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State, local leaders celebrate $33 million investment in drones in Grand Forks

(From left) Sen. Curt Kreun, R-Grand Forks, Rep. Mark Sanford, R-Grand Forks, Sen. Ray Holmberg, R-Grand Forks, Nicholas Flom, Executive Director of the Northern Plains UAS Test Site, Lt. Gov. Brent Sanford, Secretary of Commerce Michelle Kommer, Rep. Emily O'Brien, R-Grand Forks and Sen. Scott Meyer, R-Grand Forks, react to the “ceremonial signing” of House Bill 1018. Photo by Eric Hylden/Grand Forks Herald

With its airport, Air Force base and college aerospace program, the Grand Forks region has celebrated several takeoffs and landings over the years. On Monday, leaders of the local unmanned aerial systems sector celebrated another takeoff as they gathered to celebrate a $33 million investment in North Dakota's UAS and drone industry.

Lt. Gov. Brent Sanford and various other government officials held a ceremonial signing of House Bill 1018, which appropriates $28 million toward a statewide air traffic control system for unmanned aircraft, $3 million toward upgrading UAS infrastructure and $2 million toward operations at the region's Northern Plains UAS Test Site.

"Major investments like this scream to the rest of the nation and the entire world that cutting-edge UAS research, testing and commercialization is cleared for takeoff in North Dakota," said Sanford, who also chairs the Northern Plains UAS Test Site Authority.

It was previously announced that Gov. Doug Burgum himself would be at the ceremony to "sign" HB 1018, which he officially signed last week. Spokesman Mike Nowatzki said Burgum was unable to attend because he was feeling "under the weather."

Variable climates, many uses

According to Sanford, North Dakota is the perfect "proving grounds" for the nation's UAS industry due to its "open skies and variable climate."

But the state also offers a multitude of applications, said Northern Plains UAS Test Site Director Nicholas Flom, ranging from agriculture to emergency response, from monitoring major utility lines to collecting data.

"Imagine if we could've sent a drone out to search a larger area while we were out looking for Olivia Lone Bear," Flom said, referring to a 32-year-old mother found last summer in a truck in Lake Sakakawea. "Imagine if we could've deployed drones after that tornado in Watford City last summer, (or) for post-storm damage assessment, to get power back on sooner. Imagine preventing an oil leak through routine inspections in the Bakken, using drones."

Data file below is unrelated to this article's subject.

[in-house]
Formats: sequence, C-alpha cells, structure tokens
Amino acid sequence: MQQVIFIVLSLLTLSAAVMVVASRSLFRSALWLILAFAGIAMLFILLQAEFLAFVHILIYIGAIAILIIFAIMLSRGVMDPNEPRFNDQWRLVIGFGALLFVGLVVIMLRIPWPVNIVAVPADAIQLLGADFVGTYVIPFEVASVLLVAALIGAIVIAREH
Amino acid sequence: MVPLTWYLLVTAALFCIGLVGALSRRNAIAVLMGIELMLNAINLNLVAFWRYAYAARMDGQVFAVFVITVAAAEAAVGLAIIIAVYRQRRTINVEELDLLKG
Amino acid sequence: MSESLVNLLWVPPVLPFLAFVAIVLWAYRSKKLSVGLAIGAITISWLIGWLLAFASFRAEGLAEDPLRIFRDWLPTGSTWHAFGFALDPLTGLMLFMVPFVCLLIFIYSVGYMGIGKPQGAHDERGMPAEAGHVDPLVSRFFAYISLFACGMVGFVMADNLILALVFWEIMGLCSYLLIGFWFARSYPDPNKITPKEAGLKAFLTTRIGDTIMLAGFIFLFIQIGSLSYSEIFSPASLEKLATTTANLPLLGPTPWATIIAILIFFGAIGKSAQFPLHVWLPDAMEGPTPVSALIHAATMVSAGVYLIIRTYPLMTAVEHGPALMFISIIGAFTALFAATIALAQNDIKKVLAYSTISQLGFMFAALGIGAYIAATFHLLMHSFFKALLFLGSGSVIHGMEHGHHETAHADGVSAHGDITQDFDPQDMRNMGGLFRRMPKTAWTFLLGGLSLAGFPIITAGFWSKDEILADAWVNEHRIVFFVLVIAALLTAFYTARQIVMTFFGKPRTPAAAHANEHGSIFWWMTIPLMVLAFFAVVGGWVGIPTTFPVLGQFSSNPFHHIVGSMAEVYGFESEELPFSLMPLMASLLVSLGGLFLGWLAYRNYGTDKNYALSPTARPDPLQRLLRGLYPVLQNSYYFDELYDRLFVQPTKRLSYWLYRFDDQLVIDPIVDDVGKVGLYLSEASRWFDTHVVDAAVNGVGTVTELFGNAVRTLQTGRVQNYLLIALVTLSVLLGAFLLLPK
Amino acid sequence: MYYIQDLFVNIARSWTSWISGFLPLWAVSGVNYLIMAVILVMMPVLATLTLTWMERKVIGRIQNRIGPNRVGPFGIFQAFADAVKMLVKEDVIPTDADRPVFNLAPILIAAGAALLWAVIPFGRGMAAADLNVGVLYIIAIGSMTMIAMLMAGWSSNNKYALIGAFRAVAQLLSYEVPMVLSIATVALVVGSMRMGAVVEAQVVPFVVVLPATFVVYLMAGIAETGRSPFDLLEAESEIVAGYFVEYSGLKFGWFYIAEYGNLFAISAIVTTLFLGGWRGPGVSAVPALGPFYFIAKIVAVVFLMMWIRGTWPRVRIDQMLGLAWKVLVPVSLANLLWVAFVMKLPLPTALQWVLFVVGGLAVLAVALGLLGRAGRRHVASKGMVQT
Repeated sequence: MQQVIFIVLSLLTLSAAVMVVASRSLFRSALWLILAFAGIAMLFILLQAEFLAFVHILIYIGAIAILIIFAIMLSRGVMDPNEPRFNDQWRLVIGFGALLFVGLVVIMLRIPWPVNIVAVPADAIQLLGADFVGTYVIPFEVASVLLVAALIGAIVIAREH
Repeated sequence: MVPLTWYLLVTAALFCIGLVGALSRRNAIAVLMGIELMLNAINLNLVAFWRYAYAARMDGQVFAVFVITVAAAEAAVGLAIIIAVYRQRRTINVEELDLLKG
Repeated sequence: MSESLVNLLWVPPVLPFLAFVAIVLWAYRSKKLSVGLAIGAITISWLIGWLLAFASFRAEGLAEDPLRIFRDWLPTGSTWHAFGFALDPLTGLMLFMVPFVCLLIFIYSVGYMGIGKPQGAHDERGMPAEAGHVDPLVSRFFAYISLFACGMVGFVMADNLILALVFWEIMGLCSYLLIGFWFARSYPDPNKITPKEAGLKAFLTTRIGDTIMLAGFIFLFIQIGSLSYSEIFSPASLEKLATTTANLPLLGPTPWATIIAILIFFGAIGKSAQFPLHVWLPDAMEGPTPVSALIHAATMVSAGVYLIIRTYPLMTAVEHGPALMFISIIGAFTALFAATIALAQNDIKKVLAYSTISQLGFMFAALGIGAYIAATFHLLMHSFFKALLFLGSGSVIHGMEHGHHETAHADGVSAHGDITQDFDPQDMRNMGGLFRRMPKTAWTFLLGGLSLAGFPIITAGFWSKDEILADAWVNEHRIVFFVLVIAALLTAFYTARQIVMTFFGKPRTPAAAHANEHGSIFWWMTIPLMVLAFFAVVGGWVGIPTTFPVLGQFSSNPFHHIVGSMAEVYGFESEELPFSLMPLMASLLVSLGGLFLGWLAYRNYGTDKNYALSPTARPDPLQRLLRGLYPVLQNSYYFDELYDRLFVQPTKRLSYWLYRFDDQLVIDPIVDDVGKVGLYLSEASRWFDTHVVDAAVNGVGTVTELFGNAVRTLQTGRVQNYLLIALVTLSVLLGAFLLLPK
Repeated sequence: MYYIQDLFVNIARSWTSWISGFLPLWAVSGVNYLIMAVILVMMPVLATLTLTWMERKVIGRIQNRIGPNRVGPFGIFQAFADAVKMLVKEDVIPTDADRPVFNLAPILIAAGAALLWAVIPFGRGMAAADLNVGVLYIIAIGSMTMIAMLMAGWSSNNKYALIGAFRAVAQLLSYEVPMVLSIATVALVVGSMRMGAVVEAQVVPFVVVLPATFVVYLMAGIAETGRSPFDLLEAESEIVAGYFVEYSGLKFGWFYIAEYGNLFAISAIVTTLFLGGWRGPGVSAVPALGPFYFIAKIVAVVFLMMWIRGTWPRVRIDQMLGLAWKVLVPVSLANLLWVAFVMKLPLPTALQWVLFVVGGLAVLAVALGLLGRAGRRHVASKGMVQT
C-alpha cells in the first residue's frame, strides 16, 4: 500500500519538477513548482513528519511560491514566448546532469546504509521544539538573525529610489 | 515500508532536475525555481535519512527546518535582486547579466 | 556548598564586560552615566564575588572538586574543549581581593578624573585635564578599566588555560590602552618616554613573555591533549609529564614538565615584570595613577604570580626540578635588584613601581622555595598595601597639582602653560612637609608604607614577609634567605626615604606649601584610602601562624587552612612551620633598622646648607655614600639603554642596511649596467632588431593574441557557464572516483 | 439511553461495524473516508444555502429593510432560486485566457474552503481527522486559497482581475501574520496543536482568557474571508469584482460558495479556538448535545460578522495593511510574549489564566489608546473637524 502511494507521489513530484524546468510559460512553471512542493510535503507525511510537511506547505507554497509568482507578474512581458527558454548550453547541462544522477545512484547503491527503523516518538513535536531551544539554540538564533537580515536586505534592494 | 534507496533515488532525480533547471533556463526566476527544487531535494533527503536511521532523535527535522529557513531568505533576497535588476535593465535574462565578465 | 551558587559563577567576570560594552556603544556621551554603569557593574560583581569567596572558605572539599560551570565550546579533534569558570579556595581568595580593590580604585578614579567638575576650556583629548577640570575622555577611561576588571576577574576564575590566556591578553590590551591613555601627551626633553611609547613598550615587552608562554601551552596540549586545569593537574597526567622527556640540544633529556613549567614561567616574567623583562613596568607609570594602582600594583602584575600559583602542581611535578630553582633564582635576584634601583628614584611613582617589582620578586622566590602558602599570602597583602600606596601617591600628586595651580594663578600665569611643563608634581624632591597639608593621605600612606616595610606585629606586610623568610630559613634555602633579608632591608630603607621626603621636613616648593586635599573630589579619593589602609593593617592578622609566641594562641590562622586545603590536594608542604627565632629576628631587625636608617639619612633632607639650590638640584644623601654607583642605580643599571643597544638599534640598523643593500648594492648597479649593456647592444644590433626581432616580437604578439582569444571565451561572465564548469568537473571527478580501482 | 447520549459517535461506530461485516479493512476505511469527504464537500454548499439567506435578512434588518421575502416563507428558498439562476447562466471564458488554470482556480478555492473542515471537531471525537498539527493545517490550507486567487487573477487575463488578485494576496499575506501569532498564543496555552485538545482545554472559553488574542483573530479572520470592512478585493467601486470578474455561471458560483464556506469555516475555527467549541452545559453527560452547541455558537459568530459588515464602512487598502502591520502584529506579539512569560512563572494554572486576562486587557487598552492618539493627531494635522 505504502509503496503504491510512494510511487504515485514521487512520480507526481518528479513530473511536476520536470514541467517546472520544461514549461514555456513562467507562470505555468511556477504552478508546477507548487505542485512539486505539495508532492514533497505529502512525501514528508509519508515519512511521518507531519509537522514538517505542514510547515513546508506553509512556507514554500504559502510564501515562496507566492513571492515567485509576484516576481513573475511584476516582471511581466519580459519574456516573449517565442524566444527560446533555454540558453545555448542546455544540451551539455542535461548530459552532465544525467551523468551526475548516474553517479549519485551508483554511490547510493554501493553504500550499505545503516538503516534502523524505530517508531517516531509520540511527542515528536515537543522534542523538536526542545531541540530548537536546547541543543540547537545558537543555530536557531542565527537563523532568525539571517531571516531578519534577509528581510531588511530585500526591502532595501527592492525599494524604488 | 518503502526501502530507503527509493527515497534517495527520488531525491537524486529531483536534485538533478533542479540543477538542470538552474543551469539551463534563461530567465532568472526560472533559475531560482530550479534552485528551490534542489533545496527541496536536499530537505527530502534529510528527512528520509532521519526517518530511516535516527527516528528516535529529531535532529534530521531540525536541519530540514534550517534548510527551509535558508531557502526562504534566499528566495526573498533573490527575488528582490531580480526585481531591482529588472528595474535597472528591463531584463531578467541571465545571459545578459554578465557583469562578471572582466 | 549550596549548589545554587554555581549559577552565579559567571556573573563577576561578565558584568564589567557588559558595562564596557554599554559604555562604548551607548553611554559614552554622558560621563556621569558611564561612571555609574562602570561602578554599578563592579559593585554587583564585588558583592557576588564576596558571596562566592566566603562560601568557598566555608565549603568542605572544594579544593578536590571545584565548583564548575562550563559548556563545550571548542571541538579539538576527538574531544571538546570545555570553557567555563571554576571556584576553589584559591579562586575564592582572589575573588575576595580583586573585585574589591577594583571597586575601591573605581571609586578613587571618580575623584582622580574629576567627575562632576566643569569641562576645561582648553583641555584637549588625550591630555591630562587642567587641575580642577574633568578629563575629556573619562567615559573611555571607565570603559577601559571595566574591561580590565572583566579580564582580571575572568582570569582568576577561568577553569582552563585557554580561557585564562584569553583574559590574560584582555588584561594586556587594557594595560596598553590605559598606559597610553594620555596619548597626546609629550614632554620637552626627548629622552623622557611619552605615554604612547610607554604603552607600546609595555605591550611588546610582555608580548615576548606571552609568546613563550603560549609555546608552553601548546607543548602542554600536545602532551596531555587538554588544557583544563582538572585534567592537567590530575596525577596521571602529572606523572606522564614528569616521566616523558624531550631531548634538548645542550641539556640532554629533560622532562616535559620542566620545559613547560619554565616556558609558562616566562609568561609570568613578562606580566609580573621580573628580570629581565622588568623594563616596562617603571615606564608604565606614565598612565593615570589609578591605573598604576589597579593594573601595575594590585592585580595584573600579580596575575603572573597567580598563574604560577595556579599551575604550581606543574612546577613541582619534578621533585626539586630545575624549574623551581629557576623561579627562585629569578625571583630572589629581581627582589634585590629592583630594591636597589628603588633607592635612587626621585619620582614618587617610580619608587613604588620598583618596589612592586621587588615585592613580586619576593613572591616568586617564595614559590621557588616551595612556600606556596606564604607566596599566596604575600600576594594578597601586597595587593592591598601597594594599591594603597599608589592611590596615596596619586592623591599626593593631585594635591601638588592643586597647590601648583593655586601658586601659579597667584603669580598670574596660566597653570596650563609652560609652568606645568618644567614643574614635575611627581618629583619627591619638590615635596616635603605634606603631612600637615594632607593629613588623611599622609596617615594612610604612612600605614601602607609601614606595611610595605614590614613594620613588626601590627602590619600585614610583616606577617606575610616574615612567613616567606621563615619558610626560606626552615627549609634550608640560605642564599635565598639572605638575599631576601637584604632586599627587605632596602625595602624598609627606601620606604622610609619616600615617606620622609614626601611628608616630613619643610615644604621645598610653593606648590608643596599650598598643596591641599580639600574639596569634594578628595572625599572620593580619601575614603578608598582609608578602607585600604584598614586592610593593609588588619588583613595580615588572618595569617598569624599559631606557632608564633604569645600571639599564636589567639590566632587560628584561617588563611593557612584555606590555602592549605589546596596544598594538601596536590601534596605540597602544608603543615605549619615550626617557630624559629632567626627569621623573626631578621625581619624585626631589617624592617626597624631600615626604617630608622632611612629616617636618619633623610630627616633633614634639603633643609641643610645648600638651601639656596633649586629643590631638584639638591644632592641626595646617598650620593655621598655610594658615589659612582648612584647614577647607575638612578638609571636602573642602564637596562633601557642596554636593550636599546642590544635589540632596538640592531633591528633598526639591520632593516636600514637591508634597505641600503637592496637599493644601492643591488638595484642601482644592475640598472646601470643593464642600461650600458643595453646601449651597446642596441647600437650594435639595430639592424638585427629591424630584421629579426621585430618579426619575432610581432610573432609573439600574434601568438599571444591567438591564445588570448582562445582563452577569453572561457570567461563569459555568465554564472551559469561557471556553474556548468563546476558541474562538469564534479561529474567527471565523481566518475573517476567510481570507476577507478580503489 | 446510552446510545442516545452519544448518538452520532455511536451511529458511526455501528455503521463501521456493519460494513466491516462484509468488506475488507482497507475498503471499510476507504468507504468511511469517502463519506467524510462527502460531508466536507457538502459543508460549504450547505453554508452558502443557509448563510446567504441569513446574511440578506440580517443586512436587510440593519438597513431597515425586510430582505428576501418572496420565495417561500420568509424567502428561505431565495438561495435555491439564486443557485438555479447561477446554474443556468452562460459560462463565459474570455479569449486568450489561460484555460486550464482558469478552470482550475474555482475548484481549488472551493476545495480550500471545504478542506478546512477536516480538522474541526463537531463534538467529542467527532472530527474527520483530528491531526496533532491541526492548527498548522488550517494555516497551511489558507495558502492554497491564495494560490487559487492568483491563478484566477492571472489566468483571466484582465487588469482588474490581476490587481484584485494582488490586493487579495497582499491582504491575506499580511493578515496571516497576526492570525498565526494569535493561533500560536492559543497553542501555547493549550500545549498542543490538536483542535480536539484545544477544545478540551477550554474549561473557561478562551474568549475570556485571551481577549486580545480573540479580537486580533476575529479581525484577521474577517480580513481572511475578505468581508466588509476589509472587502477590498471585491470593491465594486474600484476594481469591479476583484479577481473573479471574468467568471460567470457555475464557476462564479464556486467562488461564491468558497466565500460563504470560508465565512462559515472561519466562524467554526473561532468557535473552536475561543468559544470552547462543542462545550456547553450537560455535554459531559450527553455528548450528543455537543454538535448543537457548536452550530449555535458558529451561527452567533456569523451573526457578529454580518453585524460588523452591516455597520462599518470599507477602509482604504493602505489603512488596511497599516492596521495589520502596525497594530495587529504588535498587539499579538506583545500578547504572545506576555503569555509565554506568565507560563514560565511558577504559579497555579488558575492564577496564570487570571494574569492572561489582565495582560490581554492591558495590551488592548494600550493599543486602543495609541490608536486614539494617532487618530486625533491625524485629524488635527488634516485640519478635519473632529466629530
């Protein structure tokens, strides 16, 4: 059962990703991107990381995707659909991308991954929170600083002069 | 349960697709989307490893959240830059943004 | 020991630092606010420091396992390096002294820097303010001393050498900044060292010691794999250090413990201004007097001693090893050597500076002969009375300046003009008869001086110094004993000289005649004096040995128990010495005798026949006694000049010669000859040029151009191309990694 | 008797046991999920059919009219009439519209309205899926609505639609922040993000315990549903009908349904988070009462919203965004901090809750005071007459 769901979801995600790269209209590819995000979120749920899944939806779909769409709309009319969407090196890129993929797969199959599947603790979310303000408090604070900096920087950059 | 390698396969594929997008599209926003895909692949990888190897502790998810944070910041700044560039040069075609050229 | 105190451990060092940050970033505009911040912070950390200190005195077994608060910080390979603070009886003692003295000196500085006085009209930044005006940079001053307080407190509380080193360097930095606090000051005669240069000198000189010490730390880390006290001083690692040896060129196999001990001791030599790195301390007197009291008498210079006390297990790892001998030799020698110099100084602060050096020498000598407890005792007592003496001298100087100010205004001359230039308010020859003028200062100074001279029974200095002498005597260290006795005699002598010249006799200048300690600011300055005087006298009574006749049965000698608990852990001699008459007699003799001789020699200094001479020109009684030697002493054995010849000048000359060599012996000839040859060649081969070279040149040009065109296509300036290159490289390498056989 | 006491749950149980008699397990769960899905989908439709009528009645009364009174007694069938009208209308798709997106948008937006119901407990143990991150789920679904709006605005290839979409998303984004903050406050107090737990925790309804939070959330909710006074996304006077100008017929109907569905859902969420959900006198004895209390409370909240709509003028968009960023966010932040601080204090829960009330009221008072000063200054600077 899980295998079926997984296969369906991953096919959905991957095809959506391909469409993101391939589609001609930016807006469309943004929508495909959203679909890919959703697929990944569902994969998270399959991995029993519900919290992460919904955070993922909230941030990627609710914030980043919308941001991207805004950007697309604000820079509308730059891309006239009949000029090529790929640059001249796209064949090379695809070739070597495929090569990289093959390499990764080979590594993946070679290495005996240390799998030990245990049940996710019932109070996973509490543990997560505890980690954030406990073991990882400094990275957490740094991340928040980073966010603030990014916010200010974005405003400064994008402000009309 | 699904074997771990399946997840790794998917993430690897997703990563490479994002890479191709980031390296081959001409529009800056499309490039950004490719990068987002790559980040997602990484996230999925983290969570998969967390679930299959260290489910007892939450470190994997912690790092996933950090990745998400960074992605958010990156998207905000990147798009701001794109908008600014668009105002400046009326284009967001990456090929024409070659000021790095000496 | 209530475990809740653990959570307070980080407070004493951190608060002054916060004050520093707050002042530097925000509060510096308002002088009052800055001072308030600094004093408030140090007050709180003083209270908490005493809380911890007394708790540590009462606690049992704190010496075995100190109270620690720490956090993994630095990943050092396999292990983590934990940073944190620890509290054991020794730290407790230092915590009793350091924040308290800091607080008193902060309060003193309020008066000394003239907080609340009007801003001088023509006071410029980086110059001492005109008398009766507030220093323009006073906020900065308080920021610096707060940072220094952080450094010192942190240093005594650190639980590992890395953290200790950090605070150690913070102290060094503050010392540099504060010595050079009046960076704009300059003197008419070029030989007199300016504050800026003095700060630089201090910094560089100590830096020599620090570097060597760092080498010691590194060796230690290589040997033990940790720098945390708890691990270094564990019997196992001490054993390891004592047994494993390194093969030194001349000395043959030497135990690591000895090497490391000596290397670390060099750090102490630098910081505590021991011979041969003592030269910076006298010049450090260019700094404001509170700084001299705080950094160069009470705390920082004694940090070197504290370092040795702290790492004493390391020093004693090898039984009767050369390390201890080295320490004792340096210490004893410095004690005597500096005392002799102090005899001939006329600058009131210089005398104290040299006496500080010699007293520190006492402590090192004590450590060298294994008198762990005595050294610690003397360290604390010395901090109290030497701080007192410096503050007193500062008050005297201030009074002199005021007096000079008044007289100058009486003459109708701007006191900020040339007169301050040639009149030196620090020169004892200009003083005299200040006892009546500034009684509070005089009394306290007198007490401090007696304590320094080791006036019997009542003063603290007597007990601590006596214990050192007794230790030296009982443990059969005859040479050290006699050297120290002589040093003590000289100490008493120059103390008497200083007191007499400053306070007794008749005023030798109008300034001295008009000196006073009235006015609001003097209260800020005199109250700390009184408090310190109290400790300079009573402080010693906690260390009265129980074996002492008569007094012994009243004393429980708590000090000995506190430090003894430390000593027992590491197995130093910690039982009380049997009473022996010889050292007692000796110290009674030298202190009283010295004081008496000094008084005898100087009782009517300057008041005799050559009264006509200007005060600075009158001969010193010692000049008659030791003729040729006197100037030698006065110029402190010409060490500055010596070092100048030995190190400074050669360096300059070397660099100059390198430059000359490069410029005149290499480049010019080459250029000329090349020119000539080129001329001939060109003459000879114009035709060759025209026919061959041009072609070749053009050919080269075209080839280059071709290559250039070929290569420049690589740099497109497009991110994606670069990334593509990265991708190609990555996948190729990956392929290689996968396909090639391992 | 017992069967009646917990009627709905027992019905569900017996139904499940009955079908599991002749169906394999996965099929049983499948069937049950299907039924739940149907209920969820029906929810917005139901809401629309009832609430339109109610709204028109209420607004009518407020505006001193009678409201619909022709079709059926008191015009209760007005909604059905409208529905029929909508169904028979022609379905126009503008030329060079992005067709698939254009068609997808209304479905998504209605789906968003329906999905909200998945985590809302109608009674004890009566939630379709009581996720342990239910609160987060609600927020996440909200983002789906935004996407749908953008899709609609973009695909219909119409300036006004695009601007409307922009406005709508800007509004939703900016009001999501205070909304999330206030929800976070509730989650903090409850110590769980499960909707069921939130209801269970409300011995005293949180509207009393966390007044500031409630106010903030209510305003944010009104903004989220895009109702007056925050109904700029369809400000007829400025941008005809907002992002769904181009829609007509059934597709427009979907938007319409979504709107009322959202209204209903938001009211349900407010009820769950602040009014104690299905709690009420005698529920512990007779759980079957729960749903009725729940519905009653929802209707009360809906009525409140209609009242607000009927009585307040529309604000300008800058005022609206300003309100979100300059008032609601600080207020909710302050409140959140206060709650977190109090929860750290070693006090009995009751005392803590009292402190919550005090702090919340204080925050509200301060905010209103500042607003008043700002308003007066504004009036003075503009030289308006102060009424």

Both Sanford and Flom touted the state's existing infrastructure of public and private entities that have made their mark in the UAS world, including the state's universities, its military bases and state agencies.

'We are in a race'

Leaders who spoke at Monday's ceremony commended these groups and their work in Grand Forks, referring to this investment as yet another milestone in the state's race to be the best.

"Make no mistake about it," said Sen. Ray Holmberg, R-Grand Forks, who chairs the Senate Appropriations Committee. "We are in a race, a race we cannot win with money alone. To be number one, you have to think ahead and you must be unified. We have done that."

According to Holmberg, the state has been focused on UAS development for five legislative sessions and the tenure of three governors.

In 2015, local leaders broke ground on Grand Sky, the nation's first private business park for unmanned aircraft. Today the park, adjacent to Grand Forks Air Force Base, is home to sites for defense contractors Northrop Grumman and General Atomics.

In May 2018, the federal government chose North Dakota as one of 10 sites in its federal UAS Integration Pilot Program. In July, the first trans-Atlantic flight of a medium-altitude, long-endurance UAS took off from Grand Sky, and in August, the first UAS to fly beyond the visual line of sight without a chase plane launched from the same park. That type of flight requires special FAA-permission, which the state hopes to one day permanently secure through the air traffic control system that now is on its way to Grand Forks.

"This will include a surveillance system that will assure a drone will not interfere with existing manned aircraft traffic," said Flom.

These miles and the state's most recent investments—totaling approximately $77 million, according to a statement from Burgum's office—are just a testament to the state's longer history of innovation, according to state Secretary of Commerce Michelle Kommer.

"The leadership and energy and spirit of innovators has positioned us to be one of the top states for our rate of start-up growth," Kommer said. "The investment that we're here to celebrate today is a continuation of our long history of successful innovation and entrepreneurship."

Emily Allen

Allen joined the Grand Forks Herald to cover local government and politics May 2018. Call her at 701-780-1102, email her at eallen@gfherald.com or follow her on Twitter, @Emily_theHerald.

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